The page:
Jesus Or Trinity

AIAWR series


Jesus Or Trinity

s it possible that the formula used by most religious organizations today are following something that is not supported by the Bible?  Perhaps this will give one an idea as to where some of the beliefs we see taught today came from . . .


BRITANNICA ENCYCLOPEDIA

11TH edition, Vol 3, Pg 365-366

The baptismal formula was changed from the name of Jesus Christ to the words Father, Son, & Holy Ghost by the Catholic Church in the second century.




BRITANNICA ENCYCLOPEDIA

Vol 3, Pg 82

Everywhere in the oldest sources it states that baptism took place in the name of Jesus Christ.




CANNEY ENCYCLOPEDIA OF RELIGION

Pg 53

The early church always baptized in the name of the Lord Jesus until development of trinity doctrine in the 2nd century.




CATHOLIC ENCYCLOPEDIA

Vol 2, Pg 263

Here the Catholics acknowledged that baptism was changed by the Catholic Church.




HASTINGS ENCYCLOPEDIA OF RELIGION

Vol 2, Pg 377

Christian baptism was administered using the words "In the name of Jesus."

Vol 2, Pg 378

The use of a trinitarian formula of any sort was not suggested in early Church history.

Vol 2, Pg 389

Baptism was always in the name of Lord Jesus until the time of Justin Martyr when the triune formula came into use.




CATHOLIC ENCYCLOPEDIA

Vol 8

Justin Martyr was one of the early Fathers of the Roman Catholic Church.




HASTINGS ENCYCLOPEDIA OF RELIGION

Vol 2, Pg 377 on ACTS 2:38

NAME was an ancient synonym for "person."  Payment was always made in the name of some person referring ownership.  Therefore one being baptized in Jesus Name became his personal property.  "Ye are Christ's."




NEW INTERNATIONAL ENCYCLOPEDIA

Vol 22, Pg 477

The term "trinity" was originated by Tertullian, a Roman Catholic Church Father.




ENCYCLOPEDIA OF RELIGION AND ETHICS

(1951), II, 384, 389

The formula used was 'in the name of the Lord Jesus Christ' or some synonymous phrase; there is no evidence for the use of the trine name . . .  The earliest form, represented in the Acts, was simple immersion . . . in water, the use of the name of the Lord, and the laying on of hands.  To these were added at various times and places which cannot be safely identified, (a the triune name is atributed to Justin) . . .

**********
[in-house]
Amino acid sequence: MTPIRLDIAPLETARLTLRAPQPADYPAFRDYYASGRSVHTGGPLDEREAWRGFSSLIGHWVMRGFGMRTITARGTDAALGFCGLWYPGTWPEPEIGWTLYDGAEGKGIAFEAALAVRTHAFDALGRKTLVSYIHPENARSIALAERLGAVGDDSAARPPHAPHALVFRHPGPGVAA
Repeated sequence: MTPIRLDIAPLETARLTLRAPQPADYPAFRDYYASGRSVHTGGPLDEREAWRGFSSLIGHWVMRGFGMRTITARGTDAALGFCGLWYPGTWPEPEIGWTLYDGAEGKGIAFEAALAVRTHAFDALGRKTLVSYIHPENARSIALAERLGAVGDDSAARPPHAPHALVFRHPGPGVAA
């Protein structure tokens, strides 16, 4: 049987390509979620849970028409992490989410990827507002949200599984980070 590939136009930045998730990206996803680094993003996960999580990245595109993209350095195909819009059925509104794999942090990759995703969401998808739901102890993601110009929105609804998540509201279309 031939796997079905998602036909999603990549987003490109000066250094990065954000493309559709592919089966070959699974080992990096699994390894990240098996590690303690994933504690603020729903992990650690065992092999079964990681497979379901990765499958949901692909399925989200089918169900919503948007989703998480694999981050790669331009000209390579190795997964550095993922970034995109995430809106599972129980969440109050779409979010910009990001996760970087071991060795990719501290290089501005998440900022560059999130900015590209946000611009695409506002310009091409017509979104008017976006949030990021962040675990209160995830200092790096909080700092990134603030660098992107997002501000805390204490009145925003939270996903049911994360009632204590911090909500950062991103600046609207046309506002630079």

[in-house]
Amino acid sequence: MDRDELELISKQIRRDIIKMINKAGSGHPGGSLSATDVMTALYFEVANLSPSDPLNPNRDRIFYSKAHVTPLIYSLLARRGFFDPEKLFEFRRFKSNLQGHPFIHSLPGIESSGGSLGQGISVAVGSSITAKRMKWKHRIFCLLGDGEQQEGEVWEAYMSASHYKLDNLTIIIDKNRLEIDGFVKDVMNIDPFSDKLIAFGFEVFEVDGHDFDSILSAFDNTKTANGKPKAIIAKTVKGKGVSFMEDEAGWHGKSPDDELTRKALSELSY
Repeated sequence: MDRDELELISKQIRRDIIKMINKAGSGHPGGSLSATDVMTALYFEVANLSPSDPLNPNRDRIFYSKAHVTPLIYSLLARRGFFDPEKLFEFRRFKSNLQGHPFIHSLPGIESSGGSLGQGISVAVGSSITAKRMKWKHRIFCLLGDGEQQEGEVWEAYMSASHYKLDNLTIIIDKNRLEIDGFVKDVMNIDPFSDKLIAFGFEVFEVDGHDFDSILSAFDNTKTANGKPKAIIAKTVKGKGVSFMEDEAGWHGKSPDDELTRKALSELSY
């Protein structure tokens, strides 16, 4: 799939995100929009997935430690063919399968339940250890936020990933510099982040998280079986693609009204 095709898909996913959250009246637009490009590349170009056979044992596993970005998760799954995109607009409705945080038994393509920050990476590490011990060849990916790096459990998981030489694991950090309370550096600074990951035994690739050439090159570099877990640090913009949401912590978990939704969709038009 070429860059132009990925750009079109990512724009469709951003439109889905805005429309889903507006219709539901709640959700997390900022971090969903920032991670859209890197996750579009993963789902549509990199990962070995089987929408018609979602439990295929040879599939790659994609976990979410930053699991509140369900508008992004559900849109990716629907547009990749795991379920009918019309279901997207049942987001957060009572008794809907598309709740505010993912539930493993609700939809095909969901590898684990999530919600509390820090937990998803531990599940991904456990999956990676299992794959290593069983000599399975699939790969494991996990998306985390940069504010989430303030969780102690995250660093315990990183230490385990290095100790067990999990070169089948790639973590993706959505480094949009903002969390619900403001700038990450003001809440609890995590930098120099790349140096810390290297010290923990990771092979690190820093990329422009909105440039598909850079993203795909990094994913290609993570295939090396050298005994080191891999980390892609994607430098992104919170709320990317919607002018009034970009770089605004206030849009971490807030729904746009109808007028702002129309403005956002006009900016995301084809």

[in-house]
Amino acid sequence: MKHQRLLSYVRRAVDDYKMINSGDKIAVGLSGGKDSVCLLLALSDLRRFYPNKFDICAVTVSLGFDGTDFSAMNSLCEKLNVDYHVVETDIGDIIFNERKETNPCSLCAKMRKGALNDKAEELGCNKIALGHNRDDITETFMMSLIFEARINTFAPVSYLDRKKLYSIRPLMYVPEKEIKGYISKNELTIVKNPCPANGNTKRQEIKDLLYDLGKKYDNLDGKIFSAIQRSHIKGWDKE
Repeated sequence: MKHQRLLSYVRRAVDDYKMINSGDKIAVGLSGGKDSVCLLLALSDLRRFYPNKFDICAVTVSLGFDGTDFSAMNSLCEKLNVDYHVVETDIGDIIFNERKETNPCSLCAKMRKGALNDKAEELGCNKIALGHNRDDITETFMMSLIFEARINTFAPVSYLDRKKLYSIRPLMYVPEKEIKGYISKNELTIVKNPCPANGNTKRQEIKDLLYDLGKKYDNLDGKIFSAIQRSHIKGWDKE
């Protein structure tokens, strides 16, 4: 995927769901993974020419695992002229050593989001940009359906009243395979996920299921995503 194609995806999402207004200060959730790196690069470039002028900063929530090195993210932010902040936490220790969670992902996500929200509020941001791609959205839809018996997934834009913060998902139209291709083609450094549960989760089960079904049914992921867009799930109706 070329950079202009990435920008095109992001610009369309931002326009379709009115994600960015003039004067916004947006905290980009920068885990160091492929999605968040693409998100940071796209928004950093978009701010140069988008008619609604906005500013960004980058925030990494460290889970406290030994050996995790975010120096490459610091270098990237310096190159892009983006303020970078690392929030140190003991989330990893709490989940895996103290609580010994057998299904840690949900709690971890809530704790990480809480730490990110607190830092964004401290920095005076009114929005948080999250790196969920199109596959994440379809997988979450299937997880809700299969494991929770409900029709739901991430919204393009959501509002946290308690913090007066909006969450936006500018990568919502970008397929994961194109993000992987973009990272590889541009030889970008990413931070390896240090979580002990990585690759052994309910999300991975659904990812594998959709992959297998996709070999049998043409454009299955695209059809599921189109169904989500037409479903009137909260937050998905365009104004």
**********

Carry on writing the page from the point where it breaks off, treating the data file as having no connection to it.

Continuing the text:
INTERPRETERS DICTIONARY OF THE BIBLE

(1962) I, 351

The evidence . . . suggests that baptism in early Christianity was administered, not in the threefold name, but 'in the name of the Lord Jesus'.




A HISTORY OF CHRISTIAN THOUGHT (Otto Heick)

(1965), I, 53

At first baptism was administered in the name of Jesus, but gradually in the name of the triune God: Father, Son, and Holy Ghost.




HASTINGS DICTIONARY OF THE BIBLE

(1898), I, 241

One explanation is that the original form of words was 'into the name of Jesus Christ.'   Baptism into the name of the trinity was a later development.




A HISTORY OF THE CHRISTIAN CHURCH

Williston Walker, (1947), Pg 58

The trinitarian baptismal formula . . . was displacing the older baptism in the name of Christ.




THE NEW SCHAFF-HERZOG ENCYCLOPEDIA OF RELIGIOUS KNOWLEDGE

(1957), I, 435

The New Testament knows only baptism in the name of Jesus . . . , which still occurs even in the second and third centuries.




CANNEY'S ENCYCLOPEDIA OF RELIGIONS

(1970), Pg 53

Persons were baptized at first 'in the name of Jesus Christ' . . . or 'in the name of the Lord Jesus.'. . .  Afterwards, with the development of the doctrine of the trinity, they were baptized 'in the name of the Father and of the Son and of the Holy Ghost.




ENCYCLOPEDIA BIBLICA

(1899), I, 473

It is natural to conclude that baptism was administered in the earliest times 'in the name of Jesus Christ,' or in that 'of the Lord Jesus.'  This view is confirmed by the fact that the earliest forms of the baptismal confession appear to have been single not triple, as was the later creed.




ENCYCLOPEDIA BRITANNICA

11TH edition, (1910), Vol 2, Pg 365

The trinitarian formula and trine immersion were not uniformly used from the beginning . . . Baptism into the name of the Lord was the normal formula of the new Testament.  In the 3rd century baptism in the name of Christ was still so wide spread that Pope Stephen, in opposition to Cyprian of Carthage, declared it to be valid.




The evidence is overwhelming.  This is obviously the way the apostles baptized in the first Church.  Don't you think if you are going to be in Christ's Church, YOU should be baptized in the NAME of Jesus?  "And ye shall be hated of all men for my name's sake: but he that endureth to the end shall be saved." (Matthew 10:22 KJV)

"Then shall they deliver you up to be afflicted, and shall kill you: and ye shall be hated of all nations for my name's sake." (Matthew 24:9 KJV)

"And ye shall be hated of all men for my name's sake: but he that shall endure unto the end, the same shall be saved." (Mark 13:13 KJV)




"And ye shall be hated of all men for my name's sake." (Luke 21:17 KJV)

How many more scriptures will it take to see it?

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